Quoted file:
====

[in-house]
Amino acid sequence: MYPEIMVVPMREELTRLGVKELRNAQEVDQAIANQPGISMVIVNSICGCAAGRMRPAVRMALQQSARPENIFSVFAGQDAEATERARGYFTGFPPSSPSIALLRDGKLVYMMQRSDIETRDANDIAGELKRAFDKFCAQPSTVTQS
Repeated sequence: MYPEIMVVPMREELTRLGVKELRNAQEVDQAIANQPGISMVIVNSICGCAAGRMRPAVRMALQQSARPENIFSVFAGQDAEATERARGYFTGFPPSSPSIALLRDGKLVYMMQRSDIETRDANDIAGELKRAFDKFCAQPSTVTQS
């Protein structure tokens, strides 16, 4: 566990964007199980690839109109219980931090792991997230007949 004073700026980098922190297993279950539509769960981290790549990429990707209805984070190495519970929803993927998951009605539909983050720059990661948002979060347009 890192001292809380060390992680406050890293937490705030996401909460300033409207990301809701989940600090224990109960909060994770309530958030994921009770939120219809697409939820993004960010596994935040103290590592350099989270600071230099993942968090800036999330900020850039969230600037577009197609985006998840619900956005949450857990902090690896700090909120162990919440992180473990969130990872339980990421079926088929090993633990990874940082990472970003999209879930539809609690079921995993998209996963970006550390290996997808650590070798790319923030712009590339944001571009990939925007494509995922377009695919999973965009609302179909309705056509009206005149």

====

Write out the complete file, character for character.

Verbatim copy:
[in-house]
Amino acid sequence: MYPEIMVVPMREELTRLGVKELRNAQEVDQAIANQPGISMVIVNSICGCAAGRMRPAVRMALQQSARPENIFSVFAGQDAEATERARGYFTGFPPSSPSIALLRDGKLVYMMQRSDIETRDANDIAGELKRAFDKFCAQPSTVTQS
Repeated sequence: MYPEIMVVPMREELTRLGVKELRNAQEVDQAIANQPGISMVIVNSICGCAAGRMRPAVRMALQQSARPENIFSVFAGQDAEATERARGYFTGFPPSSPSIALLRDGKLVYMMQRSDIETRDANDIAGELKRAFDKFCAQPSTVTQS
């Protein structure tokens, strides 16, 4: 566990964007199980690839109109219980931090792991997230007949 004073700026980098922190297993279950539509769960981290790549990429990707209805984070190495519970929803993927998951009605539909983050720059990661948002979060347009 890192001292809380060390992680406050890293937490705030996401909460300033409207990301809701989940600090224990109960909060994770309530958030994921009770939120219809697409939820993004960010596994935040103290590592350099989270600071230099993942968090800036999330900020850039969230600037577009197609985006998840619900956005949450857990902090690896700090909120162990919440992180473990969130990872339980990421079926088929090993633990990874940082990472970003999209879930539809609690079921995993998209996963970006550390290996997808650590070798790319923030712009590339944001571009990939925007494509995922377009695919999973965009609302179909309705056509009206005149």